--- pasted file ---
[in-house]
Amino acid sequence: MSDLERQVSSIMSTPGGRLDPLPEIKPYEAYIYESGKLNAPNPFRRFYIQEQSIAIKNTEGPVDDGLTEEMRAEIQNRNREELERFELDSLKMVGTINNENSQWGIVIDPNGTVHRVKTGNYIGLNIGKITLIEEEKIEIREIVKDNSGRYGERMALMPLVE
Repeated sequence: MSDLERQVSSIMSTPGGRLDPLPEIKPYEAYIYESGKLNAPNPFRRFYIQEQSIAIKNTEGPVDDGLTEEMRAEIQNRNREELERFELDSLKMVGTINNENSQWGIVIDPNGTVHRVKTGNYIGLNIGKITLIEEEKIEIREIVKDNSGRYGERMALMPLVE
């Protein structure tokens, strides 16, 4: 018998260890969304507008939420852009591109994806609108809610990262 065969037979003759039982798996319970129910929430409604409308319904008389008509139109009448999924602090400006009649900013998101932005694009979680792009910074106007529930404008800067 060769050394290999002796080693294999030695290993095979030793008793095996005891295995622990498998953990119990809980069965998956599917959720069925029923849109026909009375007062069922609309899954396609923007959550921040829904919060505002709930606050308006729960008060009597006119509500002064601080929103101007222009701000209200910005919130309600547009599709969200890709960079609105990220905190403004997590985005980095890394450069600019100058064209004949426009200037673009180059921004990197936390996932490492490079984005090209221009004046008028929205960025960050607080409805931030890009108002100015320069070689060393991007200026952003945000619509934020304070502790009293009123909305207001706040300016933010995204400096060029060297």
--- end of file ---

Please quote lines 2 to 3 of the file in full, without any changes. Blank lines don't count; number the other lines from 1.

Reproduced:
Amino acid sequence: MSDLERQVSSIMSTPGGRLDPLPEIKPYEAYIYESGKLNAPNPFRRFYIQEQSIAIKNTEGPVDDGLTEEMRAEIQNRNREELERFELDSLKMVGTINNENSQWGIVIDPNGTVHRVKTGNYIGLNIGKITLIEEEKIEIREIVKDNSGRYGERMALMPLVE
Repeated sequence: MSDLERQVSSIMSTPGGRLDPLPEIKPYEAYIYESGKLNAPNPFRRFYIQEQSIAIKNTEGPVDDGLTEEMRAEIQNRNREELERFELDSLKMVGTINNENSQWGIVIDPNGTVHRVKTGNYIGLNIGKITLIEEEKIEIREIVKDNSGRYGERMALMPLVE